The other week, I attended a wedding and sat next to a very handsome (and very single) medical resident. He told me tales of pulling 16-hour shifts (normal for a resident) and how, as a result, things like cooking or life errands just weren't on his mind. For example, several times, he noticed the water in his apartment wasn't as hot as it used to be. Weird, he thought, but he continued to pull through his days. And then one day, he found himself showering in ice cold water. Only then did he realize that he had forgotten to pay the bills!
I tell this story because it illustrates how unaware we may be when it comes to spending our time effectively on the job. By spending your time without mindfulness, you may find yourself overwhelmed and running out of time, well, all the time. You may not find yourself standing under an ice cold shower, but you could be running late more often or passed up for promotion because you're not focused and it shows. Next thing you know, you bring the stress home and it's ruining your love life (or the potential for one!).
Whether it's to prepare for that promotion or to find your dream job, here are some things you may be doing wrong -- and tips for getting yourself back on track!
You focus on the big vision and not on bite-sized tasks
Overwhelm happens when we're not sure how to take the first step because we're not focusing on the exact tasks that need to be completed. And so we shut down and do nothing instead. Breaking the big vision down into manageable tasks that are ridiculously easy can make it easier for you to get started. An example of a vision is, "I want to find a meaningful career," whereas an example of a task is, "Reach out to five people by email to talk about what it's like to work in their industry." When you focus on the tasks, your vision will become clearer over time and overwhelm will be less of an issue.
You are a planner and doer all at the same time.
Planning and executing tasks takes up time and energy, so to save both, write down the tasks in the order they need to be done ahead of time. One of my clients, a creative visionary, found that writing down his to-do list ahead of time helped him because he didn't have to spend energy coming up with the tasks the day they were due. Are you planning your day ahead of time?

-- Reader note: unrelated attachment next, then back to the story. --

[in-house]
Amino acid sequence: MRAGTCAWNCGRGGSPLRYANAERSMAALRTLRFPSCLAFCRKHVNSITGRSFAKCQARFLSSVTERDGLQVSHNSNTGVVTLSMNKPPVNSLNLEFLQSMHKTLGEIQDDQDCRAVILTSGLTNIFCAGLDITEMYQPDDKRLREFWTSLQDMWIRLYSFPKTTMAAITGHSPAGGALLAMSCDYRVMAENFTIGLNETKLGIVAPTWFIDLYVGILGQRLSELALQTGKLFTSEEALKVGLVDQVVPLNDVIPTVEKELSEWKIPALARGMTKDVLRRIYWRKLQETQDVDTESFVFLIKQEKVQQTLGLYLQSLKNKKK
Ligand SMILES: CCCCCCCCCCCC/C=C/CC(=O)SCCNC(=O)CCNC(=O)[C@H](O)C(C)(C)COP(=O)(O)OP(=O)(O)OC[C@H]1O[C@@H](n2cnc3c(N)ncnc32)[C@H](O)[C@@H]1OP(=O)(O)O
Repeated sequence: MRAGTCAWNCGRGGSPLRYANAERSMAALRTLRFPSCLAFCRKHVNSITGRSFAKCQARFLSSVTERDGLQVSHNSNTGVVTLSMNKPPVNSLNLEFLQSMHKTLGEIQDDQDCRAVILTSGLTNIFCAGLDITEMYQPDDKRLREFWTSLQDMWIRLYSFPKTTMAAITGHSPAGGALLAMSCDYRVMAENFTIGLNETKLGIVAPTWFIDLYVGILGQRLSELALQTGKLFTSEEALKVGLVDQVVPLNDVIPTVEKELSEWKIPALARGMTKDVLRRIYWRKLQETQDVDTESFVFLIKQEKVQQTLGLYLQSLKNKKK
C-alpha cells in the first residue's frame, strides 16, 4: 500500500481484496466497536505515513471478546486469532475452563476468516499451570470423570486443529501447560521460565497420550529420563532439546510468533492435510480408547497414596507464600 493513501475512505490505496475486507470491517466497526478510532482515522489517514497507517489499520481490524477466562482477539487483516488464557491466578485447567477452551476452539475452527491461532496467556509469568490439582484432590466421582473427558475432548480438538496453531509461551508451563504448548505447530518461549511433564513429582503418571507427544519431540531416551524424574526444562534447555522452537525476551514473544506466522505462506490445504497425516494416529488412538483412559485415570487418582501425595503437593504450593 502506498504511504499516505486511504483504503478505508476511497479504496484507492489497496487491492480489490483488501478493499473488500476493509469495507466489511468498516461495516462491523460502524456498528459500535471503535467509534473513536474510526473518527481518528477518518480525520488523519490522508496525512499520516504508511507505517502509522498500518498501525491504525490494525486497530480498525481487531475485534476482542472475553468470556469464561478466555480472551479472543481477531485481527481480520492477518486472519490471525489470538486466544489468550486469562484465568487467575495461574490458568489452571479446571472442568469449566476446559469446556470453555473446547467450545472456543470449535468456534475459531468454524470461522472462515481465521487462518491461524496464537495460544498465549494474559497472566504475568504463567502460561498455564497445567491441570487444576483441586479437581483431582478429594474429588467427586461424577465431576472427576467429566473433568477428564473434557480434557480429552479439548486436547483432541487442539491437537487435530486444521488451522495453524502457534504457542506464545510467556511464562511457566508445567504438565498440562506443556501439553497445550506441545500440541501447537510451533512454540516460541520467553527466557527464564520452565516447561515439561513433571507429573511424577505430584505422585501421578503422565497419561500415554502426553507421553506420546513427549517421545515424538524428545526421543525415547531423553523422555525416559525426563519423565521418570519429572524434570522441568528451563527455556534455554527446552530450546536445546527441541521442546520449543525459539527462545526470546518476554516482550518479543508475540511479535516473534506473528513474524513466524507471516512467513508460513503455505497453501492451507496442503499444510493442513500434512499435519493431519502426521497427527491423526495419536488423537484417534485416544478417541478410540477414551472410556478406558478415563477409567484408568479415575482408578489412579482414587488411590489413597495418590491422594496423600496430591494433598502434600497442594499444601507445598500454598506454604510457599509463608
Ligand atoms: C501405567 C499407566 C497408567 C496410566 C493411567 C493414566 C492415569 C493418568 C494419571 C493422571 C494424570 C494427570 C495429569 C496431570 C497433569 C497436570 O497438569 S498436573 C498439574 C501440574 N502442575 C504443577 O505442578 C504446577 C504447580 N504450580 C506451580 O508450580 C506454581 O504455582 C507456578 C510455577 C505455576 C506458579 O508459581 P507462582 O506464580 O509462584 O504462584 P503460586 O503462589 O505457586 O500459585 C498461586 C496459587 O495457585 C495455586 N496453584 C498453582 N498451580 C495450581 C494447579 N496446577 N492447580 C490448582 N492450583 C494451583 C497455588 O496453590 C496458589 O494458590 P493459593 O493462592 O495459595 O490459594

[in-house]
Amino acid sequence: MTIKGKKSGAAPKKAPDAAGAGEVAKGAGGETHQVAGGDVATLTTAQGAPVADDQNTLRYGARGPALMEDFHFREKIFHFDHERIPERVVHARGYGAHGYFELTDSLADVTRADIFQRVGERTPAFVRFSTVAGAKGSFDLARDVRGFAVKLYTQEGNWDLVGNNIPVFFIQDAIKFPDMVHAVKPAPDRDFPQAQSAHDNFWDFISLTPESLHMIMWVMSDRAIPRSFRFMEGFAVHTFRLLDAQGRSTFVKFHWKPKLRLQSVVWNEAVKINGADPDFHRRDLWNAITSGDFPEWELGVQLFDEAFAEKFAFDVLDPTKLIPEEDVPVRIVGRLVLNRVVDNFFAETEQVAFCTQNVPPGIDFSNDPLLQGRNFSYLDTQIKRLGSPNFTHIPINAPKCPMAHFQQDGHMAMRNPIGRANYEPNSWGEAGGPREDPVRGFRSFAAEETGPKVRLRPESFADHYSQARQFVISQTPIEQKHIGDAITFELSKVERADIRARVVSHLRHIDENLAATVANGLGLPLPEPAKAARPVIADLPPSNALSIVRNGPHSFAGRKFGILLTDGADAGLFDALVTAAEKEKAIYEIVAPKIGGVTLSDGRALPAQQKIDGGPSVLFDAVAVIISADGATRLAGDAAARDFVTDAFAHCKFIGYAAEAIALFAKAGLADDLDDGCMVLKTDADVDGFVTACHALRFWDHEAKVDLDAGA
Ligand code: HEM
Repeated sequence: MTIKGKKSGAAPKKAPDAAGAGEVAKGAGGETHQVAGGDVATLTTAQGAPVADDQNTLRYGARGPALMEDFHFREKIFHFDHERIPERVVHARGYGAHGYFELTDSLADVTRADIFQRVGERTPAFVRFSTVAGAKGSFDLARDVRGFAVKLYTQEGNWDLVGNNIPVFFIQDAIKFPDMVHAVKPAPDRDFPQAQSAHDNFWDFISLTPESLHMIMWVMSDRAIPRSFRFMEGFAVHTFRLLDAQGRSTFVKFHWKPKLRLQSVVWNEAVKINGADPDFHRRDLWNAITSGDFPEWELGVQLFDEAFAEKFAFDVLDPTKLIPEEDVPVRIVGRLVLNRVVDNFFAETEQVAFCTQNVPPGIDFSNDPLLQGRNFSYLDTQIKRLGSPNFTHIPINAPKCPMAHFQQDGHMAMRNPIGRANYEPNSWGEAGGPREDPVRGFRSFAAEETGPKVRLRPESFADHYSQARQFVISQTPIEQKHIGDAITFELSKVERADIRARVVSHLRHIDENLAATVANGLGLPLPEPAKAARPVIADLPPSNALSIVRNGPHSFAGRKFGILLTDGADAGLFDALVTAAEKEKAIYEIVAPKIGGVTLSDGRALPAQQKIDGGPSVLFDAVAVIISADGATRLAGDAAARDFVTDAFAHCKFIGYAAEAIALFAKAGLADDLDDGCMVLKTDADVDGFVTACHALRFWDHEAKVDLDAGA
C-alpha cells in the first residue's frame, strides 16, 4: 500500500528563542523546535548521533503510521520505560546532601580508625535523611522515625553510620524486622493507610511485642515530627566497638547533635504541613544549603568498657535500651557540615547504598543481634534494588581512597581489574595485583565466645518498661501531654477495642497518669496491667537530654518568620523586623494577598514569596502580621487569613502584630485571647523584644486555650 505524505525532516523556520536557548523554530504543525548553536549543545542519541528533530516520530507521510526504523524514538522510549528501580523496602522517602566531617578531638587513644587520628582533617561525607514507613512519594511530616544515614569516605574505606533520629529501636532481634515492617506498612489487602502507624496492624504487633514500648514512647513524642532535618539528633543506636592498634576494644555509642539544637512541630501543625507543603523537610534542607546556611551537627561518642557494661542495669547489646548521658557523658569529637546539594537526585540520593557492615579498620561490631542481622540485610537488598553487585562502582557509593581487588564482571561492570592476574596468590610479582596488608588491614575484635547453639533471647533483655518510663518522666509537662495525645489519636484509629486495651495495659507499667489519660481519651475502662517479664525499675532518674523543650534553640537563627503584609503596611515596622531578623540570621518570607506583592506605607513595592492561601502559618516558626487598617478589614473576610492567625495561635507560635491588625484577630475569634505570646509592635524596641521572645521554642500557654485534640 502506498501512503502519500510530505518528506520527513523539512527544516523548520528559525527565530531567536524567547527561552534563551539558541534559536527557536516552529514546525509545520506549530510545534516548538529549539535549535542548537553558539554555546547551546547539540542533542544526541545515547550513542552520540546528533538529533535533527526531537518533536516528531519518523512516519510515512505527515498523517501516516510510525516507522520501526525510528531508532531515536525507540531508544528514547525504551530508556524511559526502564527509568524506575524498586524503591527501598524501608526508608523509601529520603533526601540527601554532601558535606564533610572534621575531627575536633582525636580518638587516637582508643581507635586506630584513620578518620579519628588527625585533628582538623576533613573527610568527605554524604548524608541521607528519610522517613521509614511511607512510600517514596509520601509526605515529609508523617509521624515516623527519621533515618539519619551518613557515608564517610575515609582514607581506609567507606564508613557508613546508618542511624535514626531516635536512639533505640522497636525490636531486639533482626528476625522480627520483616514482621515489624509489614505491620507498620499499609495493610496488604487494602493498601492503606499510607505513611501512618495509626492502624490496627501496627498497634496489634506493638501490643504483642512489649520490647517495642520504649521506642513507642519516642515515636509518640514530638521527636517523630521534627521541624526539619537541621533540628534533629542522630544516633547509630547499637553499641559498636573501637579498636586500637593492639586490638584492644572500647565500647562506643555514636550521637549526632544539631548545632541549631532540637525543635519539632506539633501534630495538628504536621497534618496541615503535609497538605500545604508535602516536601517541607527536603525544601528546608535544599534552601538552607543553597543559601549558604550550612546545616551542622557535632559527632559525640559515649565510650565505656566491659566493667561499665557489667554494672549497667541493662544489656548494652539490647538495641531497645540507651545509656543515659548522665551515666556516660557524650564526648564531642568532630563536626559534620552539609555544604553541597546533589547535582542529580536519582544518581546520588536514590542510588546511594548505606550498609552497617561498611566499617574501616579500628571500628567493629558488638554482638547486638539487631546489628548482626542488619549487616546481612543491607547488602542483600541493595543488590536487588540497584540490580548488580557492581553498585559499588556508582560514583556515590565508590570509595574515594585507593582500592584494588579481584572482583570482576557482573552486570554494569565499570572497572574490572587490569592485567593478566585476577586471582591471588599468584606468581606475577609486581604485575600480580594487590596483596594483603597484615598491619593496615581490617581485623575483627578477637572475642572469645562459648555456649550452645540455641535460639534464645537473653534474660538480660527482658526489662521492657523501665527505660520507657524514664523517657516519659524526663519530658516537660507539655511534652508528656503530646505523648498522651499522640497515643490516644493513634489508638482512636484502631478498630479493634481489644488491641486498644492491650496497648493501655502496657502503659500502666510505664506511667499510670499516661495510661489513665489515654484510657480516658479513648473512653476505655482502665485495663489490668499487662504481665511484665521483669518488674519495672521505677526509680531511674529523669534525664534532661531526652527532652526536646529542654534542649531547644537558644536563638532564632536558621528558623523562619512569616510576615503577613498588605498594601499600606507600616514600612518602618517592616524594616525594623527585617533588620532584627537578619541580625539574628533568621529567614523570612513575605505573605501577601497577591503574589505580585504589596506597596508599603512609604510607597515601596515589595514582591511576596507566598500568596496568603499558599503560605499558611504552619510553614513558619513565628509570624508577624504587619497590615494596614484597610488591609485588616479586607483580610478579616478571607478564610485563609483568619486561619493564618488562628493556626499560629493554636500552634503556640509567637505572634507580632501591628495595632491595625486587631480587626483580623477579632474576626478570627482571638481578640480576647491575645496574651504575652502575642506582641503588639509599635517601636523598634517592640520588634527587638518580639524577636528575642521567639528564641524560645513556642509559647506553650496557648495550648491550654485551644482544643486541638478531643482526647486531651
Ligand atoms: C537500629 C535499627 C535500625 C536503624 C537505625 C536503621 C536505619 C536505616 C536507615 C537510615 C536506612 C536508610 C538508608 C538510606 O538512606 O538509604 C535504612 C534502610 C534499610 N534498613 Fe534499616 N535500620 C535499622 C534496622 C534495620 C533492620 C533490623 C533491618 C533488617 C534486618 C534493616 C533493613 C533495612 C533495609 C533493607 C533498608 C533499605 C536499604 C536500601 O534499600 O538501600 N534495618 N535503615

You aren't specific as to when you will do something.
Someone once told me, "If it's not scheduled, it's not real." The more specific you get about when you'll complete the task, the more likely you are to do it! Commit to a specific day of the week and time.
You wait until you "feel like it" to do it.
If we waited till we felt like it, we would never get anything done! You can write down all the thoughts that hold you back and respond to these thoughts with productive ones. You can respond to, "I don't feel like it," and, "I'm too tired," with, "I'll feel good after I'm done," and "Getting started is the hardest part, but once I start, it will get easier." Motivation is not a feeling, it's really a thought coupled with action.
No one is holding you accountable.
Having a coach to hold you accountable increases the likelihood of actually following through with your goals. If you want to hold yourself accountable, ask yourself, "What would a top performer do?" Pick someone you would like to be. It could be that partner in the firm or someone who has attained a level of success that you look up to. If you find yourself trying to weasel your way out of your commitment, ask yourself, "What would (insert name of top performer) do?" Would she, at her level of achievement, not follow through?
By breaking your vision down into manageable tasks, planning your day the day before and having someone hold you accountable, you will begin to follow through with what you set yourself up for. Interestingly, it's not so much time management that we all need, because everyone has the same 24 hours in a day. Rather, it's by bringing our intention and awareness to the time that we have now that frees it up. You may find that you have more time than you think you do.
Catherine Chen, Ph.D., is a Health Coach who believes that you are important, no matter what you achieve. She works with high-achievers to move past the guilt, frustration, and overwhelm that prevents you from living a life of passion and purpose. Sign up here to get a video series on finding your awesome at http://www.achievewitheasenow.com
This post is part of a series produced by The Huffington Post in conjunction with our women's conference, "The Third Metric: Redefining Success Beyond Money & Power," which took place in New York on June 6, 2013. To read all of the posts in the series and learn more about the conference, click here. Join the conversation on Twitter #ThirdMetric.